Get all your news in one place.
100’s of premium titles.
One app.
Start reading
Sports Illustrated
Sports Illustrated
Bob Harig

Wyndham Clark Responds to Rules Violation Controversy at Arnold Palmer Invitational

U.S. Open champion Wyndham Clark was involved in a rules issue on Saturday at the Arnold Palmer Invitational that had Golf Channel analyst Brandel Chamblee criticizing PGA Tour rules officials for not assessing a penalty.

Clark, who won the U.S. Open last summer at Los Angeles Country Club and captured the AT&T Pebble Beach Pro-Am last month, trails third-round leaders Scottie Scheffler and Shane Lowry by a stroke—which would have been two shots if a penalty had been assessed.

When setting up to play his second shot from heavy rough on the Bay Hill Club’s 18th hole, Clark was seen pressing his club down forcefully behind the ball, causing it to possibly move. The question is whether that could be viewed by the naked eye.

Television replays suggested the ball moved but Clark was not penalized after it was reviewed by rules officials in the scoring area after the round.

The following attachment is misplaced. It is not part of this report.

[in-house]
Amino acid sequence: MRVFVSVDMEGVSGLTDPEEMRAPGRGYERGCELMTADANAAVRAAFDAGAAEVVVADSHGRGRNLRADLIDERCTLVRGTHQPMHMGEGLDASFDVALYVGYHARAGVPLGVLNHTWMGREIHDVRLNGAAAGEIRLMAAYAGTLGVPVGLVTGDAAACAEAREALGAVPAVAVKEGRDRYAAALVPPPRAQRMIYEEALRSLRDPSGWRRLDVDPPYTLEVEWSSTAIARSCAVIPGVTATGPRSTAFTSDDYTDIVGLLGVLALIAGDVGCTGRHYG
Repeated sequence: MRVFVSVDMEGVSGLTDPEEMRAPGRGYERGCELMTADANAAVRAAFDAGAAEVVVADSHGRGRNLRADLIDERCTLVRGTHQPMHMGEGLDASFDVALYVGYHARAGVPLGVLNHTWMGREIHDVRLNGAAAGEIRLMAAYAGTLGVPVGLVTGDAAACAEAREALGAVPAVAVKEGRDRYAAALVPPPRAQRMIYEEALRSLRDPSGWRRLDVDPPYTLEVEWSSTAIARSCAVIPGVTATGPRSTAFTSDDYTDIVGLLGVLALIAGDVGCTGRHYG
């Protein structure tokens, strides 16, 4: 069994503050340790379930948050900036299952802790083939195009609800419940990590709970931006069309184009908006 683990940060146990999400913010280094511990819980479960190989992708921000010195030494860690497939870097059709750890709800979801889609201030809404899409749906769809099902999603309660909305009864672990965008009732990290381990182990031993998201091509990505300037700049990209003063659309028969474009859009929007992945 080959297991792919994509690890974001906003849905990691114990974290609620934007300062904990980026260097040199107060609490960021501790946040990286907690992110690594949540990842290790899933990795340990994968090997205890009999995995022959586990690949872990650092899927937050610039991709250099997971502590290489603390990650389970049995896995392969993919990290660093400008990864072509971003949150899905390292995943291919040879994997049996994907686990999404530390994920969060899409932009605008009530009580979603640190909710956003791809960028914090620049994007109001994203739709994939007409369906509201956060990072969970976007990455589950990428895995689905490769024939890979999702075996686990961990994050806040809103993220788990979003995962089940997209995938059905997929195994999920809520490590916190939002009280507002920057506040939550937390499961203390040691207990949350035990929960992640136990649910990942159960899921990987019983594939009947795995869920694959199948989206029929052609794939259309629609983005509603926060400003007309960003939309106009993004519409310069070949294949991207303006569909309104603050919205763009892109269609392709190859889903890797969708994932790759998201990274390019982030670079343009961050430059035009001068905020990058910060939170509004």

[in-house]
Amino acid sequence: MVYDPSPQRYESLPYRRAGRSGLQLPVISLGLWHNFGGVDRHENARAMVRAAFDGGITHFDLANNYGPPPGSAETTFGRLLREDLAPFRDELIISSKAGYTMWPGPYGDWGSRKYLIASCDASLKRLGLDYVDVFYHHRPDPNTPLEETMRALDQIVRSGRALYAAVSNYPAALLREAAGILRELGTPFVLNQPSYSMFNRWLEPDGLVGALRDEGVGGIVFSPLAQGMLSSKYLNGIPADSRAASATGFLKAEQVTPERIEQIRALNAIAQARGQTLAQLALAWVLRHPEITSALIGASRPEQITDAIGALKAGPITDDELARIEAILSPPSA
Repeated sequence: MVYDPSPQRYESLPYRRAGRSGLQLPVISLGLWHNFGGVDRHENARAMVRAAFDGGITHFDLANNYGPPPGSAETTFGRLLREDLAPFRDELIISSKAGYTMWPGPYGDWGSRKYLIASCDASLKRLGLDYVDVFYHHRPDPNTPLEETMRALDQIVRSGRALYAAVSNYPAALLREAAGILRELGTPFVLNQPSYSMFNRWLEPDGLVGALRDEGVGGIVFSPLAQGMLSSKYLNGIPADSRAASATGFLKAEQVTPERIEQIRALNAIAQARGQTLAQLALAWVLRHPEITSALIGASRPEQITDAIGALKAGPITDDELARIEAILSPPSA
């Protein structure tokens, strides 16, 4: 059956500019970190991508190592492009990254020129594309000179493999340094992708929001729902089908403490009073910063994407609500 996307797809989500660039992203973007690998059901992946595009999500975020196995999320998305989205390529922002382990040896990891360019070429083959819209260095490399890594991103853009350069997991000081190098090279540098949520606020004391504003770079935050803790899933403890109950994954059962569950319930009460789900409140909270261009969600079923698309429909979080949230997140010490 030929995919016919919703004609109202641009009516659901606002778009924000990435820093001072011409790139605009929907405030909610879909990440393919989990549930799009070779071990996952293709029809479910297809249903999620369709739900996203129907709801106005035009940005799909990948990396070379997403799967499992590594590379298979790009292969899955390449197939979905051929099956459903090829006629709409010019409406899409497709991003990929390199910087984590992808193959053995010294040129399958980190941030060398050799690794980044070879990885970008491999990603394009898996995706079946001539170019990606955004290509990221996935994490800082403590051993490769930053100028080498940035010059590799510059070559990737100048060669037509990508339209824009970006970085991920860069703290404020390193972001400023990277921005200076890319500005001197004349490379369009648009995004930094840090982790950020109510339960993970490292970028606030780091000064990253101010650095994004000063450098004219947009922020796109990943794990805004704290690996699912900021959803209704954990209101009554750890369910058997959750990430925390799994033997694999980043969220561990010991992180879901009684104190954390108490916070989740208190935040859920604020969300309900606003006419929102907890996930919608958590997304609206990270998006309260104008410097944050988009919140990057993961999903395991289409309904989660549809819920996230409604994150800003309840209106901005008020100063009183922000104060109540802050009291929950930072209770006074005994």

Chamblee, in his role as an analyst on Golf Channel, felt the ball moved and used replay to show how the ball was in a different spot.

“I would respectfully disagree with the rules officials,’’ Chamblee said. “I would respectfully disagree with Wyndham Clark. The ball clearly moved. He certainly didn’t ground the club lightly… I don’t need video to see this; I saw it live and I knew the ball moved. I think he should have been penalized.’’

Clark, asked about the incident following the round, said: “I’m not cheating or anything like that or trying to improve my lie. Obviously, they zoom it and it makes it look worse. We all talked about it. Scottie, the rules official don’t think it moved. So fortunately [a penalty] didn’t happen.’’

NBC-TV’s Dan Hicks questioned the situation during the broadcast and brought in rules analyst Mark Dusbabek to explain.

“For a ball to move, based on the definition, it has to go to a different spot,” Dusbabek said. “It can move, but as long as it comes back to its original spot, it technically hasn’t moved. So, when we watch this tape, it looks like it’s come back to its same spot.”

Dusbabek admitted it didn’t look good for Clark as it pertained to possibly improving his lie.

European Ryder Cup captain Luke Donald, serving as an analyst on the broadcast, said: “He needed to be a little bit more careful with that club. He was laying up anyway so what was the advantage of trying to improve the lie?”

Sign up to read this article
Read news from 100’s of titles, curated specifically for you.
Already a member? Sign in here
Related Stories
Top stories on inkl right now
One subscription that gives you access to news from hundreds of sites
Already a member? Sign in here
Our Picks
Fourteen days free
Download the app
One app. One membership.
100+ trusted global sources.